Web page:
Why Reputation Matters At Work And How To Build It

Getty Images
Businesspeople do Video Conference Call with Big Wall TV in Office Meeting Room. Diverse Team of Creative Entrepreneurs at Big Table have Discussion. Specialists work in Digital e-Commerce Startup

You probably already know this, but the most important career capital you have isn’t your technical skills or academic pedigree. It’s not your title. It’s not even your relationships. It’s your reputation. It’s what you’re known for. It’s what others believe to be true about your character, personality, skills, competencies and values.

A great reputation builds trust and inspires. It, combined with hard work and preparation, can do wonders for your career and your life in general. A positive professional reputation will enhance your ability to attract great job offers; set the stage for promotions (and salary bumps); impact opportunities to work on preferred projects and not least, will make going to work far more pleasant.

So what can you do to build and protect a good reputation? Firstly, reputations are not formed instantaneously and you’ll need more than just good everyday performance at your job. A great reputation is formed through the consistent demonstration of your values, personal characteristics and personal branding.


A simple starting point. Know and live your values every day, minute by minute. However strongly you feel the pressure to change, stand up for what you feel to be right and stay true to the kind of reputation that you want to build for yourself.

Take your cue from Kubi Springer, brand specialist and author of the book I Am My Brand, who suggests, “Think about your values as the things that define why you behave the way you do. They are key to identifying your principles.” Decide who and what you are and keep that vision of yourself in mind as you move through life.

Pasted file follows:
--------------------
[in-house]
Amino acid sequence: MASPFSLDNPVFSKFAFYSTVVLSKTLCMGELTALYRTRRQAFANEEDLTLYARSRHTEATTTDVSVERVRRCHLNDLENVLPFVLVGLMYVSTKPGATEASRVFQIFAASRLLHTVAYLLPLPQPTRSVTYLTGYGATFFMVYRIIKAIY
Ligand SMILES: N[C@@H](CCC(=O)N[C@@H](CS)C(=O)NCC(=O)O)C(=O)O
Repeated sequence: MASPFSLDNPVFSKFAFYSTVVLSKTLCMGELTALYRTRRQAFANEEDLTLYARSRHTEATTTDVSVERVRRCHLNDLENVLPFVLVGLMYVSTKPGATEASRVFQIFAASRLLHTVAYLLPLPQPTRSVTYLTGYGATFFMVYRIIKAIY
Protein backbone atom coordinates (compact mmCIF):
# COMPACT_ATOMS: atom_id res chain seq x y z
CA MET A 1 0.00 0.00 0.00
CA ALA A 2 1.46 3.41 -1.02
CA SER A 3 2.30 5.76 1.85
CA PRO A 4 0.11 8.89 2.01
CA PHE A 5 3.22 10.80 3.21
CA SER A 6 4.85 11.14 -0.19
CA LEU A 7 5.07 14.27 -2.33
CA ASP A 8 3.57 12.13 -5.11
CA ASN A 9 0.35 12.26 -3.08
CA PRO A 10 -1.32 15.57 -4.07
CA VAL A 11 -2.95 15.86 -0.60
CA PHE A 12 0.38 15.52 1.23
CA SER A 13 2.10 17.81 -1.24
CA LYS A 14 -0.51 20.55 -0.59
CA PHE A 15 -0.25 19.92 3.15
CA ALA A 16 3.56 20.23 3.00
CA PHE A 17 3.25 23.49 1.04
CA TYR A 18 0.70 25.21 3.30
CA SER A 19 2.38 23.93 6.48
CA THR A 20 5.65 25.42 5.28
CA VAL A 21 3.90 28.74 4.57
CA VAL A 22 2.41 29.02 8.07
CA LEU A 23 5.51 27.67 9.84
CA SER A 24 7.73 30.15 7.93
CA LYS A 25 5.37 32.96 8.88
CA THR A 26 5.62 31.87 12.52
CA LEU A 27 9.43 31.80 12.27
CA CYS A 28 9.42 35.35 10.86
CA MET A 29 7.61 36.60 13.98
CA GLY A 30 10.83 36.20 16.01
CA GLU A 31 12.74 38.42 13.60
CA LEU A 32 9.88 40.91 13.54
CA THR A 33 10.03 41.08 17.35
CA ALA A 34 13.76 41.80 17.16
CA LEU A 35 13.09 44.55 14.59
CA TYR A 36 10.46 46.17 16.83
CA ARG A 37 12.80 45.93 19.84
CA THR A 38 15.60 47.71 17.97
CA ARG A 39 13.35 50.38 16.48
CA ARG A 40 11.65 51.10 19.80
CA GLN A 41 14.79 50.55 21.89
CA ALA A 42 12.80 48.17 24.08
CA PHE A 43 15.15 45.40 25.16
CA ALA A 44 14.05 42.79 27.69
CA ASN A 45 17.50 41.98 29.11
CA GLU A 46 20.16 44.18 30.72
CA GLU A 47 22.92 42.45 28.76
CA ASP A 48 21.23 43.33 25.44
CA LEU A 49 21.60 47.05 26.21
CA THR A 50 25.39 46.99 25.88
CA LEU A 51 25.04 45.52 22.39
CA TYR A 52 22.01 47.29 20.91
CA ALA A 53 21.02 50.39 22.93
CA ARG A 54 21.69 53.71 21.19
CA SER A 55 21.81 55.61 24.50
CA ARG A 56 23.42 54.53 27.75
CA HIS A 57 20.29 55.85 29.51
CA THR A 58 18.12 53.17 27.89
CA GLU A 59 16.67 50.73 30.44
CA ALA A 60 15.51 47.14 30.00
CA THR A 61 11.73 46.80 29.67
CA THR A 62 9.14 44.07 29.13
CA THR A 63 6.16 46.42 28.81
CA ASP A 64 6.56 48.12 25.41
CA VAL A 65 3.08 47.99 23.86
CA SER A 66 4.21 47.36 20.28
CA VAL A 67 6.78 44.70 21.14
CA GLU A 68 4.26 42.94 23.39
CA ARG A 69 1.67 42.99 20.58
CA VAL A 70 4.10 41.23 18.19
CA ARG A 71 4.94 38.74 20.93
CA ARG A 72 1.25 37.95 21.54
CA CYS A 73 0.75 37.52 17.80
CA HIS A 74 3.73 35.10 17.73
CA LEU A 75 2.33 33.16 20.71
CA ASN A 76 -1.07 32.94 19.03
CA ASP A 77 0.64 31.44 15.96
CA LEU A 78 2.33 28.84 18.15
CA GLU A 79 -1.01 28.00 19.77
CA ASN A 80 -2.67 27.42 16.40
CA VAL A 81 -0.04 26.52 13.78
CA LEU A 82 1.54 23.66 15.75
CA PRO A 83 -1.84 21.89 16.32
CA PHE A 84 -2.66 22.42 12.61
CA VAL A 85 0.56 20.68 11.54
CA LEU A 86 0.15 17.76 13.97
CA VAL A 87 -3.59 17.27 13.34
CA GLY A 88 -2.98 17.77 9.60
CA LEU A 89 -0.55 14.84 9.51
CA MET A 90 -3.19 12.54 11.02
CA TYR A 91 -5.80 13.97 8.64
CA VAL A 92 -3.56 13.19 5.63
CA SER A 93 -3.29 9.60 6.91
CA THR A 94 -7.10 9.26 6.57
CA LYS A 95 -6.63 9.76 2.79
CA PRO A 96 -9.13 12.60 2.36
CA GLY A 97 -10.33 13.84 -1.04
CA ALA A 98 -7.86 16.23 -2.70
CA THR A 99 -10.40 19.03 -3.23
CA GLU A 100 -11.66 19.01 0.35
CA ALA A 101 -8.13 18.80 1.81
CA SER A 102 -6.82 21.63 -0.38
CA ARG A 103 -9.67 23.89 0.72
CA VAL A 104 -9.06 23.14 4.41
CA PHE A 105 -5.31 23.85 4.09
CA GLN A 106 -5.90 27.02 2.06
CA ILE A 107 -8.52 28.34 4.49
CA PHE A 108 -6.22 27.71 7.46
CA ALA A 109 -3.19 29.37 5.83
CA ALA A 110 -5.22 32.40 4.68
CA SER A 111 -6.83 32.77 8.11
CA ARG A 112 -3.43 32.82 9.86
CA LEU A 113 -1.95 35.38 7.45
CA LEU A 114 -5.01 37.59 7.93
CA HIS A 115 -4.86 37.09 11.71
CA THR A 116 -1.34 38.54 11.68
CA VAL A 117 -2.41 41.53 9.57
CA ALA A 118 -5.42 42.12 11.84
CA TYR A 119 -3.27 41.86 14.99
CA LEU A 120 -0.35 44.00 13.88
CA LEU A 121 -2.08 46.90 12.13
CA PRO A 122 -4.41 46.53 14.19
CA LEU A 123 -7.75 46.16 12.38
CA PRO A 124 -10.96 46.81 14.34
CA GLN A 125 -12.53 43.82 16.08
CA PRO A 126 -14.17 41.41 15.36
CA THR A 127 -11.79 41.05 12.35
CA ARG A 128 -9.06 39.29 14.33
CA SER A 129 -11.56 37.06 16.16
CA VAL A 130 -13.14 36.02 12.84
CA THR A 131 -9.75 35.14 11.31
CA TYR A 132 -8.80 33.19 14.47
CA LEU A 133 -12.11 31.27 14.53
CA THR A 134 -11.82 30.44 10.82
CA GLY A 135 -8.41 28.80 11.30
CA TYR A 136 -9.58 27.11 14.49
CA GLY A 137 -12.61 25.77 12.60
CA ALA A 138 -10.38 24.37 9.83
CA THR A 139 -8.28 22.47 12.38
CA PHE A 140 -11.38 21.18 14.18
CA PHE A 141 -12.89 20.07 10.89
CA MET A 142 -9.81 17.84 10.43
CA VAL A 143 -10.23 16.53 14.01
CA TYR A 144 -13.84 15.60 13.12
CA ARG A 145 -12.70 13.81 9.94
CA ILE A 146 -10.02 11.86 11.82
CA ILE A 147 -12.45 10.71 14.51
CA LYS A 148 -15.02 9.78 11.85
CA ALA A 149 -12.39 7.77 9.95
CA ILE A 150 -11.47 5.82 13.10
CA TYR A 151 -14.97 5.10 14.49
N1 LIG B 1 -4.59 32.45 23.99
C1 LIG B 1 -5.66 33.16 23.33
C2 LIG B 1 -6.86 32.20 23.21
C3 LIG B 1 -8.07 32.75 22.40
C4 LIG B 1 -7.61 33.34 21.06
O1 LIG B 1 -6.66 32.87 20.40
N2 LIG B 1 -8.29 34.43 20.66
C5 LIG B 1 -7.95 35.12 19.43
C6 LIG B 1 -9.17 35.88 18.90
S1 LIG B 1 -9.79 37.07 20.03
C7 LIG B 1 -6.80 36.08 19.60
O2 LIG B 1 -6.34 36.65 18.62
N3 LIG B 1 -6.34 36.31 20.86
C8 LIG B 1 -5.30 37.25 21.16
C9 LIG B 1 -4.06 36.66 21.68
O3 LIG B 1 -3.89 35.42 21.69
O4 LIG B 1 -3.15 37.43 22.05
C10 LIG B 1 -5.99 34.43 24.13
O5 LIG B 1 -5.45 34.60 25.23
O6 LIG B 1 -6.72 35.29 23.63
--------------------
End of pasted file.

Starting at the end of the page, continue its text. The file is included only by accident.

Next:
Personal Characteristics

These are things like your temperament, attitude, dependability and trustworthiness. In every job, people will wonder if you have what it takes to get things done, if you can deal with a wide range of people and if you can handle crises and adversity.

At the end of the day it’s important to match your internal perception of yourself with the external. You know how you want to be viewed so you need to consistently cast that image to others. Become known as a good team player; a strategist; a constructive thinker and a person consistent in mood and communication style. Be that leader who follows through on promises; embraces change; treats people with respect; frames their ideas with tact and someone who takes ownership of their mistakes.You are entirely in control of these aspects of your reputation.

Personal Branding

Your personal brand is a deliberate statement about the value that you bring to your employer and to your clients. It’s how you differentiate yourself and stand out from your peers. You create your brand by defining your values, developing a strong skill set and determining where you want your professional activities to take you.

Keeping your reputation consistent with your brand is very important. Understanding how your actions and decisions affect your reputation is part of the process of creating your personal brand. And developing a great reputation is an essential part of building a strong and positive brand image.

Kabi Springer goes further when she says “When you really own your brand, it changes how you ask for a raise, negotiate a deal and secure that promotion. When you own your brand you can walk away from companies and projects that are not serving you, and you can turn down clients and investments that do not align with your brand values. Owning your brilliance is like an anchor during the turbulent winds of business, it keeps you rooted to your truth when everything else around you is in chaos.”